Iran has also undergone a transformation of views regarding the Afghan Taliban. Because of its heavy involvement in Syria, Iraq, Yemen, and Lebanon, to Iran Afghanistan increasingly represents another flank – where it will likely confront similar dynamics as in the Middle East theater of operation. In this, the Afghan Taliban represent a saner local player for Iran to work with and to counter threats from ISIS and other Sunni extremists.
Thus Russia, China, and Iran can complicate the Afghan peace process if their tensions with US continue to increase, with US-China trade war also escalating. Although the cost of extended Afghan conflict are more for China, and its strategic ally Pakistan, than for the US. Nonetheless, engaging in talks with the Afghan Taliban helps to ascertain the positions of various stakeholders and then refine the strategy accordingly.
While the Pakistan-India tensions are known to flare up occasionally, the present one over the February 14 Pulwama incident has calmed down for the time being. However, in the absence of any political dialogue related to Kashmir, there is likely to be a next episode.
In the present circumstances,Afghan reconciliation would likely have a stabilizing impact on Pakistan and will reinforce its influence – possibly taking the region back to the pre 9/11 geopolitical environment. Using its strategic ties with the US, India has propagated the perspective that if the safe havens in FATA are eliminated, and with pressure on the Afghan Taliban, the present Afghan government has a better chance of succeeding.
India and Israel are the two states that have derived considerable political mileage since 9/11. They were able to label Palestine and Kashmir conflicts as being supported by extremists that are using violence to achieve political ends. The settlement of Afghan conflict will lend support to the argument that there is a difference between the terrorism unleashed by Al Qaeda andISIS- and what is talking place in Kashmir and Palestine.
In such circumstances, it is literally impossible to achieve Afghan reconciliation without getting India onboard and progress on India-Pakistan détente. In the post Pulwama environment, and with the reelection of Narendra Modi, the position of India is unlikely to change towards Pakistan.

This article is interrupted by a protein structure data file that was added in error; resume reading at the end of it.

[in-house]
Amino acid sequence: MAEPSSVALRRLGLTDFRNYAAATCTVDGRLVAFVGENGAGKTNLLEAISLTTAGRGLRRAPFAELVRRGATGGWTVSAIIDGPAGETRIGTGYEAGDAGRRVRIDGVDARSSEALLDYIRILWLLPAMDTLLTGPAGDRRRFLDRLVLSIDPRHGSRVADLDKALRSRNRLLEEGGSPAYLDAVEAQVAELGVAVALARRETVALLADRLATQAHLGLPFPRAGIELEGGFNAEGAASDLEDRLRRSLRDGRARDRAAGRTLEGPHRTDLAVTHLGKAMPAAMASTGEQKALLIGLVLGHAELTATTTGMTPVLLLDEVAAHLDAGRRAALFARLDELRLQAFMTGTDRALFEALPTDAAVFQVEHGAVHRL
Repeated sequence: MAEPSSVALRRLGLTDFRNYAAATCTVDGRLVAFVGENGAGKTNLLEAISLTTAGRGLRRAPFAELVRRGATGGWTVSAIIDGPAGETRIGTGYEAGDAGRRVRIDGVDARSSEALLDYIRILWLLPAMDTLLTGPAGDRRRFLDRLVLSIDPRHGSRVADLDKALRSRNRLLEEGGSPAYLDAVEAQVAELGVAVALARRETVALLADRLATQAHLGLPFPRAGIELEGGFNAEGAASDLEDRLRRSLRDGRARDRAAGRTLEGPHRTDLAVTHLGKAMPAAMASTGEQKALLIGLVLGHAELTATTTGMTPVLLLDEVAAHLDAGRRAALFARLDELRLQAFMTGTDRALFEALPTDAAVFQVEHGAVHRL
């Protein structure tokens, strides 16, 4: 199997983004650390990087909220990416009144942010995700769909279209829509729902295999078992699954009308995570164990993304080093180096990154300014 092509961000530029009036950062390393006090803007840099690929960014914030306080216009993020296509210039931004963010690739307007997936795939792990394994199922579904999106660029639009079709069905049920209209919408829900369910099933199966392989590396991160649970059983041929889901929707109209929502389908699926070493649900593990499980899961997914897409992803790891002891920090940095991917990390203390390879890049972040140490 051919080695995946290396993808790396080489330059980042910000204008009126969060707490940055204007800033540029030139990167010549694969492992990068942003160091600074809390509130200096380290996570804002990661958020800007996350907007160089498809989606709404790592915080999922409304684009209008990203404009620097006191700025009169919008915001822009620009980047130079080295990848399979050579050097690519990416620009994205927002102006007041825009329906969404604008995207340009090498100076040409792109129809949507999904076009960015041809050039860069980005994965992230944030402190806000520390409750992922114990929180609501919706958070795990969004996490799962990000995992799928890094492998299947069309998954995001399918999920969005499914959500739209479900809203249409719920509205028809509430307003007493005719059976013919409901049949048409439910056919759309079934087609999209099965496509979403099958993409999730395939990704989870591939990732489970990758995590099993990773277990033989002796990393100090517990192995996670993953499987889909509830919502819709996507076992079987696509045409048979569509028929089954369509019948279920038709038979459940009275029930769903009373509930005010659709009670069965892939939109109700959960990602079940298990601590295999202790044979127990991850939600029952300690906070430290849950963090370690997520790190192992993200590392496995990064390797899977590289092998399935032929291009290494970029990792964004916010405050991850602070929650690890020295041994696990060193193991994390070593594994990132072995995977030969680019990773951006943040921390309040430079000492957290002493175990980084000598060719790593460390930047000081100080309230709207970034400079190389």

ISIS Versus Afghan Taliban
The interjection of ISIS to the Afghan extremist landscape has added another hurdle to the Afghan peace process – that can possibly disrupt the traditional interlinkages of the extremist and proxy groups in the region, and potentially cause a conflict between India and Pakistan.
In 2014, PoliTact had noted:
“In the future, IS could become the centripetal force for disgruntled extremists of all sorts, leading to friction and infighting between various configurations of extremists, with the states caught in the middle, as is the case in the Middle East. This could further complicate Afghan reconciliation and normalization of Pakistan-India ties. On a more ominous note, ISIS could potentially compete against Pakistan’s alleged influence over some groups. While the consistent pressure on Core AQ may have indeed weakened it, the emergence of ISIS has created an opportunity and a focal point for the Associates of AQ to gravitate towards. This is a potent reason for Pakistan and India to resume results oriented dialog.”
This, however, should also be the reason and motivation factor for Afghan Taliban to hurry-up the reconciliation process, as ISIS will aspire to steal the platform. And while the grievances of Taliban are local, ISIS, like AQ, carries global agenda.
While in the past focus of the war against extremism has concentrated on state actions against non-state actors. The tussles of the global balance of power has transformed this campaign in to a full fledge proxy wars in many regions. Unless the basic framework that defined world politics in the aftermath of 9/11 is redesigned, the campaign is heading towards interstate conflicts.
Moreover, in the absence of any political resolution of the lingering Arab-Israeli conflict and Kashmir, the prospects for Afghan reconciliation are bleak. Meanwhile, new quagmires such as Iraq, Libya, Syria and Yemen, have been added to the sources of regional instability. Unless everything is settled, and the balance of power is once again restored, it would be naïve to think that a piece meal approach has a potential to succeed at this juncture. Will this balance amongst the global powers, and their regional allies, be restored militarily, or politically, remains to be seen – including how long it will take to achieve this.